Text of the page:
Teacher at Sea sonar mapping voyage sends environmental educator John Bilotta to the bottom of the ocean and into experiential learning
Bilotta was one of 18 environmental teachers selected in a nation-wide search by NOAA to participate in the sonar mapping of Marine Protected Areas (MPAs) in the South Atlantic Ocean. Scientists are concerned about the health of oceanic habitat of the grouper and tilefish, considered at risk due to low population and overfishing. Information gathered by the Nancy Foster crew will provide a picture of how effective MPA management is in protecting habitat and fisheries between Port Canaveral, Florida and Cape Hatteras, North Carolina. Multibeam sonar sensors create detailed maps of the ocean floor, to guide Remotely Operated Vehicles (ROV) outfitted with multiple cameras and measuring equipment as they record the terrain of the ocean floor. A team of researchers identified and recorded the information sent back to the surface from the ROVs, to measure the effectiveness of current habitat management efforts in MPAs.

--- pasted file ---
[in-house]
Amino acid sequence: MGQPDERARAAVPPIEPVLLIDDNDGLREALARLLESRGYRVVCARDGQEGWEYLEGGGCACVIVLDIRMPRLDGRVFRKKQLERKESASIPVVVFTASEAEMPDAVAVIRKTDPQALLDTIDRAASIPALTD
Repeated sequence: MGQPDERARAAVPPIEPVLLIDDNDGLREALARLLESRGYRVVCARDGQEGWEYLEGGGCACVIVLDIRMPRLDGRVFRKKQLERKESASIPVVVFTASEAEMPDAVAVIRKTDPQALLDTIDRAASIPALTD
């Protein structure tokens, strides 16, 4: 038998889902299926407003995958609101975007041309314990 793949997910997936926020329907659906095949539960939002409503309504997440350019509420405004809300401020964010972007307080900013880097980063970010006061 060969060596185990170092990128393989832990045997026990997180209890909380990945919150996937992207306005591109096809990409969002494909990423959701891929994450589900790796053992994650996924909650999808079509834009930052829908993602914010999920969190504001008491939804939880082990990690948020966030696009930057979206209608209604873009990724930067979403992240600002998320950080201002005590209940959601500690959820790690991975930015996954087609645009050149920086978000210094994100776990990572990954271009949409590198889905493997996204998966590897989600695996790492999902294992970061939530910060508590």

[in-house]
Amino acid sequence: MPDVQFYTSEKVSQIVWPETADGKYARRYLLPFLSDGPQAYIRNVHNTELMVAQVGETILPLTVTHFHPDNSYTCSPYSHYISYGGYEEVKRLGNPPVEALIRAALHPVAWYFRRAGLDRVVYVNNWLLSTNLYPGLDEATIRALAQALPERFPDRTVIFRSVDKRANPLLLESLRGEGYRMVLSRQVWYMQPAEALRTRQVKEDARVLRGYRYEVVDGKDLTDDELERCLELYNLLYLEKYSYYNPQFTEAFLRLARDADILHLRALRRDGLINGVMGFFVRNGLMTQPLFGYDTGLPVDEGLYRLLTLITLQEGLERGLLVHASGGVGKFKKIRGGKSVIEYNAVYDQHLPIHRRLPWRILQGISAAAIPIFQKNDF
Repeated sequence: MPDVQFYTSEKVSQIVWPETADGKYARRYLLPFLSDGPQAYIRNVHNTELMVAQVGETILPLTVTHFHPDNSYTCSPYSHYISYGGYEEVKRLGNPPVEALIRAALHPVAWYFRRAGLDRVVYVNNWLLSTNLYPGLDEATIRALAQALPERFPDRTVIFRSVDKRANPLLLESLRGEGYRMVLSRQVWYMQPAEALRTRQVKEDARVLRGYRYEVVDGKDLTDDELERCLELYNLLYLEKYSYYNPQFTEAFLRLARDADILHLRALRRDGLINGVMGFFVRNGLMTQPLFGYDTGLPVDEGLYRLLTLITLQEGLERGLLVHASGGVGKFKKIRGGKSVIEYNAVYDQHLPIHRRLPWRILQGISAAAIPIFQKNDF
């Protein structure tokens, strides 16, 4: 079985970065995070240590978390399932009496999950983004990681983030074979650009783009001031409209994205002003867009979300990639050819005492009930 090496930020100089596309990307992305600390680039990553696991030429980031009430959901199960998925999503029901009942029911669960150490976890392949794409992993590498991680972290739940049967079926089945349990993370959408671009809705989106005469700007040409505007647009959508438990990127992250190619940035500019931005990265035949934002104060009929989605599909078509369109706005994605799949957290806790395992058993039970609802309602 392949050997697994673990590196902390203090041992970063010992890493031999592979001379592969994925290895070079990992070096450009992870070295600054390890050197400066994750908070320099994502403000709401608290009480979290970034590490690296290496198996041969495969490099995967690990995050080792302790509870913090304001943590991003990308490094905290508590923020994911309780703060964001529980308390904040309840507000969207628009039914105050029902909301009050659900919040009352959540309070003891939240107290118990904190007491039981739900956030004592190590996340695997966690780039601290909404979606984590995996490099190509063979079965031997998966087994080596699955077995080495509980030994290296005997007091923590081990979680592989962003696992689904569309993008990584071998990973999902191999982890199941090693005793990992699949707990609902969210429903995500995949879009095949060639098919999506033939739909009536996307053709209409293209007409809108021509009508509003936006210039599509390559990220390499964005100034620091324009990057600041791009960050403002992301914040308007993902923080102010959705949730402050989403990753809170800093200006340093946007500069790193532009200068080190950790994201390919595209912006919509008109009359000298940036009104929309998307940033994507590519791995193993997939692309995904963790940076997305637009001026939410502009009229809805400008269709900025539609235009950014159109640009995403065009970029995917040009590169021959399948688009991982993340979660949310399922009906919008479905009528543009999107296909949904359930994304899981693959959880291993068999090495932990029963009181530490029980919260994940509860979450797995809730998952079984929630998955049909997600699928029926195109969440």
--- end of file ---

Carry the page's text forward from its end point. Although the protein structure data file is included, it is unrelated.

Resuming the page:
Over the next year, the scientists will study the observations of the sea life and habitat retrieved from the ROVs and the resulting report will guide the management plan of the South Atlantic Fishery Management Council, which oversees commercial and recreational fishing in the area.
As for Bilotta, who is director and an instructor at Earth Adventure, he hopes to bring his adventures at the bottom of the Atlantic home to his Earth Balloon classroom. He will also apply lessons learned to Nemo’s watershed game which he presents to civic leaders to generate ideas for stormwater management and pollution prevention strategies.
“It’s up on the land where we as humans often have the greatest impact that ultimately impact oceans, lakes, and rivers. The aspiration of my teaching is that we can minimize those impacts through increased knowledge and awareness. My Teacher at Sea experience has given me new perspectives and tools that I can use in all my teaching venues.”